The Human Genome Project
Eric S. Lander, Professor of Biology
; Founding Director, Broad Institute of MIT and Harvard
; Member, Whitehead Institute
Description: Dr. Lander is a geneticist, molecular biologist and a mathematician, with research interests in human genetics, mouse genetics, population genetics and computational and mathematical methods in biology. He and his research group have developed many of the tools of modern genome research including genomic maps of the human, mouse and rat genomes in connection with the Human Genome Project and techniques for genetic analyses of complex, multigenic traits. He has applied these techniques to the understanding of cancer, diabetes, hypertension, renal failure and dwarfism.
About the Speaker(s): Eric Lander was a world leader of the international Human Genome Project, the effort to map the blueprint for a human being. Today, Lander is using the knowledge of the human genome to tackle the fundamental issue of medicine: to find the causes of disease. Lander received his Ph.D. in mathematics from Oxford in 1981, as a Rhodes Scholar. He joined Whitehead Institute in 1986 and founded the Whitehead Institute/MIT Center for Genome Research in 1990. Lander became the founding director of the newly created Broad Institute in 2003. Lander is a member of the U.S. National Academy of Sciences, and U.S. Institute of Medicine. He was a MacArthur Fellow (1987"1992), and earned the Woodrow Wilson Prize from Princeton University(1998); the Baker Memorial Award for Undergraduate Teaching at MIT (1992); the City of Medicine Prize (2001); and the Gairdner International Prize (2002).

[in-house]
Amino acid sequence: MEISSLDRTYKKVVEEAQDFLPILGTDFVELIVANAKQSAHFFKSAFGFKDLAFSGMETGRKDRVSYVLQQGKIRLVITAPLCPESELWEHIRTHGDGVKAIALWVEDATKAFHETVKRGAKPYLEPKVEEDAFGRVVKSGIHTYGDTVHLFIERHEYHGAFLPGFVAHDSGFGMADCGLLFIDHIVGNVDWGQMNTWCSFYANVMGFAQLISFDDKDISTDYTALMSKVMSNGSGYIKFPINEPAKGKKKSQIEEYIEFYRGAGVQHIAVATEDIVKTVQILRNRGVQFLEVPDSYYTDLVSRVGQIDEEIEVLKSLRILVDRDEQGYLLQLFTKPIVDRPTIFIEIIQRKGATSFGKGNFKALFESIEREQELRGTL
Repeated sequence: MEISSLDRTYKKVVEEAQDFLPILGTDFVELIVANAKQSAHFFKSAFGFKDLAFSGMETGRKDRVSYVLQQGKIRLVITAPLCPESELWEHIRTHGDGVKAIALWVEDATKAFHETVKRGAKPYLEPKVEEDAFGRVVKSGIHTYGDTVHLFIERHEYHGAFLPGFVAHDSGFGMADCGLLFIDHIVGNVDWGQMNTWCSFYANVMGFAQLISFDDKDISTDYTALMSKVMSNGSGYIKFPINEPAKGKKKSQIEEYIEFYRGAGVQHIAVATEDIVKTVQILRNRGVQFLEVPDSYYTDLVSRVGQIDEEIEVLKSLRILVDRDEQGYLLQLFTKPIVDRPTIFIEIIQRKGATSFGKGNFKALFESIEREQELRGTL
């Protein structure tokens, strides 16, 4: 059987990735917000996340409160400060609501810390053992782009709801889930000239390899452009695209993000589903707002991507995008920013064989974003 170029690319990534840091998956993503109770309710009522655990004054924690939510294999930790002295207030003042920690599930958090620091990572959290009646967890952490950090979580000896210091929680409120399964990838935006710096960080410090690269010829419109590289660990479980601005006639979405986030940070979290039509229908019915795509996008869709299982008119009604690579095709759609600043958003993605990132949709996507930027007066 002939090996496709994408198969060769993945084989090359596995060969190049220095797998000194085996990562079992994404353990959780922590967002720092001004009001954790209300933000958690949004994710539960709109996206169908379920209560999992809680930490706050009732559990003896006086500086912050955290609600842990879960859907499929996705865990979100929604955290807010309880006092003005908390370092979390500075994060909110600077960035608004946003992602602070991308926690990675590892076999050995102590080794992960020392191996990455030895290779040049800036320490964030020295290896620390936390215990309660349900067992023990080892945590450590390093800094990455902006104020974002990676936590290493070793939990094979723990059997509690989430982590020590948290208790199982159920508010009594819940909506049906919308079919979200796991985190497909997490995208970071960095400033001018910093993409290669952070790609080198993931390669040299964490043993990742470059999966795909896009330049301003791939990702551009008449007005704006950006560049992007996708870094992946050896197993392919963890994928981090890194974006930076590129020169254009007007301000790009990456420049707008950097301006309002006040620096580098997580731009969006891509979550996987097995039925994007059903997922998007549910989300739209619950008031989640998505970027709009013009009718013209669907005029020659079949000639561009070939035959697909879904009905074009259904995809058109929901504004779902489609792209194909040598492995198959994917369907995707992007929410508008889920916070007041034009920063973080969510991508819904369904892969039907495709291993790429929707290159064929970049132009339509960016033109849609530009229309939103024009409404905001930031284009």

Host(s): School of Science, Department of Biology
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